Weekend Cooking – Chicken and Sausage Jambalaya


Weekend Cooking is a meme from Beth Fish Reads to be found HERE.




Today has been a good foodie day – started with lunch after a hard morning shopping.  Sat in the back yard with:

  • a delish pate (from Wegman’s not homemade this time)
  • fresh bread
  • soft, creamy brie
  • olives
  • Jersey Peach wine (actually a very nice tasting white, has a peach scent but doesn’t taste of peaches)

Basically ignored the chores calling to me and sat with a book and my mom and read.

Dragged myself in from the lounger in the sun and started to make dinner.  My daughter had been bugging me for Jambalaya and so I used my Epicurious App and it spat out this recipe from the March 2011 Bon Appetit magazine credited to Anna Beth and Vince Chao.

Chicken and Sausage Jambalaya


  • 12 ounces applewood-smoked bacon, diced
  • 1 1/2 pounds smoked fully cooked sausage (such as linguiça), halved lengthwise, cut crosswise into 1/2-inch-thick semi-circles
  • 1 pound andouille sausages, quartered lengthwise, cut crosswise into 1/2-inch cubes
  • 1/2 pound tasso or smoked ham (such as Black Forest), cut into 1/2-inch cubes
  • 1 1/2 pounds onions, chopped (4 to 5 cups)
  • 2 large celery stalks, chopped
  • 1 8- to 10-ounce red bell pepper, coarsely chopped
  • 1 8- to 10-ounce green bell pepper, coarsely chopped
  • 6 large skinless boneless chicken thighs, cut into 1- to 1 1/2-inch pieces
  • 2 tablespoons paprika
  • 1 tablespoon chopped fresh thyme
  • 1 tablespoon chili powder
  • 1/4 teaspoon (or more) cayenne pepper
  • 3 10-ounce cans diced tomatoes and green chiles
  • 2 1/2 cups beef broth
  • 3 cups (19 to 20 ounces) long-grain white rice
  • 8 green onions, chopped (about 2 cups)
  • Chopped fresh Italian parsley


  • Position rack in bottom third of oven and preheat to 350°F. Cook bacon in very large pot over medium-high heat until brown but not yet crisp, stirring often, 8 to 10 minutes. Add smoked sausage, andouille, and tasso. Sauté until meats start to brown in spots, about 10 minutes. Add onions, celery, and bell peppers. Cook until vegetables begin to soften, stirring occasionally, 10 to 12 minutes. Mix in chicken. Cook until outside of chicken turns white, stirring often, 5 to 6 minutes. Mix in paprika, thyme, chili powder, and 1/4 teaspoon cayenne. Cook 1 minute. Add diced tomatoes with chiles and broth; stir to blend well. Add more cayenne, if desired. Mix in rice.
  • Bring jambalaya to boil. Cover pot. Place in oven and bake until rice is tender and liquids are absorbed, 45 to 48 minutes. Uncover pot. Mix chopped green onions into jambalaya; sprinkle jambalaya with chopped parsley and serve.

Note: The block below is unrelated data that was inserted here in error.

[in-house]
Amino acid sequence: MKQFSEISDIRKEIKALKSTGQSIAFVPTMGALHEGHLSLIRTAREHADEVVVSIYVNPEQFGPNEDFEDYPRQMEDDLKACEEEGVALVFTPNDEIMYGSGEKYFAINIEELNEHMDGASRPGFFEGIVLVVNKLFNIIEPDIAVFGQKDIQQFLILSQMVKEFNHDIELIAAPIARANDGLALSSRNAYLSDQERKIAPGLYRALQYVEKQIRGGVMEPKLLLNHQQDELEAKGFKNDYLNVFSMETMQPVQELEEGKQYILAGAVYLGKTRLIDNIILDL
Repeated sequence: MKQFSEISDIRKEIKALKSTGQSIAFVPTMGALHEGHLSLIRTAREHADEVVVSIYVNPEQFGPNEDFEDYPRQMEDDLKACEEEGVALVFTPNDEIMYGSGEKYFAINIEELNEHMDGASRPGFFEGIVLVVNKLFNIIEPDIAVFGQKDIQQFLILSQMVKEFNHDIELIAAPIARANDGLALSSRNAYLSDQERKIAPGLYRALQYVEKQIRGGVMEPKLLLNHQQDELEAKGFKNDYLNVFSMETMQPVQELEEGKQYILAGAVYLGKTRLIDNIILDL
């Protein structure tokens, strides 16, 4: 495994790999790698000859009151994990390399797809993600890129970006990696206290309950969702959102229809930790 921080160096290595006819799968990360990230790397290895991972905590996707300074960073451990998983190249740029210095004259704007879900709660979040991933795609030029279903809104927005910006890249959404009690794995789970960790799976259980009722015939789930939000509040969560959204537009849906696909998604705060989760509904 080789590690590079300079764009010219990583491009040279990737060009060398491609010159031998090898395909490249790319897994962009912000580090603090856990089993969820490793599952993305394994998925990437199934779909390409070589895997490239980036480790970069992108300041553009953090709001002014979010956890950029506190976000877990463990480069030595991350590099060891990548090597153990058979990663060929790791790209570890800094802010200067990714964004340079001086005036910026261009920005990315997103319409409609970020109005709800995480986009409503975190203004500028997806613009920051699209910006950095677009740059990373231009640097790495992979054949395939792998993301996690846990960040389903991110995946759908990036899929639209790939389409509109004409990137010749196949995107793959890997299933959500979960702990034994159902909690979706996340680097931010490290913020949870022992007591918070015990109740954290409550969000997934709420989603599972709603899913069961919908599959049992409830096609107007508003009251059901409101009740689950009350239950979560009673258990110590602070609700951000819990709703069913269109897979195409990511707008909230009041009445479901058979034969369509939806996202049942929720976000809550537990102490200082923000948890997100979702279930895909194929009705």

My family really liked it, but it made tons of food and there are only four of us.   The flavors all melded well together and the consistency was near to perfect.  I gave it an extra 10 minutes to get the rice the right consistency, but that may have only been my oven.  It can be  a little tempermental.  I don’t think it will freeze well with the rice in it, so I guess it is lunch for tomorrow as well.

The Various Haunts of Men by Susan Hill ***slight spoiler***

Laying in the backyard, watching the grass grow long past the point where it needs to be mowed,   and drinking a bottle of Jersey Peach wine, I finished this book.  If you would have asked me, up to around Chapter 40 I would have have said, “Great mystery, good read, 4 stars.”  Unfortunately I continued reading for another 14 chapters and the book dropped down to a 3 star.

The main character Simon Serrailler is almost incidental in some ways, he is not the main investigator for the crime, but this is the first in the series so that might account for that.  He is a good character, isolated somewhat from his family due to his life choices, divided into policman and artist, and afraid of commitment or maybe just unaware of the possibility.  He comes across as an good police officer, a fair boss, an all round decent human being.  Other characters are equally appealing, Freya, Nathan, and Cat to name a few.

The issue for me is that the reveal (to the reader anyway) occurs in a separate piece just prior to Chapter 39, but then the book goes on and on, until chapter 54 and in the end we still really don’t know why.  It most definitely was the author’s purpose to leave it that way, making the statement that we never really know another human being and often we are in the dark about people’s motivations, but it just didn’t work for me.   Certain segments in the book are told in a form of a final confession letter/journal written by the villain and so hints of his motivations, mad though he may be, are peppered throughout them.  It just was frustrating to me that they were not followed up on or resolved.  On the last page Simon is thinking about the murderer and has this one thought that made it clear that this was all very purposeful of the author:

“Cat had said that his kind could only be left to the understanding of God.  Simon wondered.”

Interesting characters and a page turner, but frustrating to me as a reader.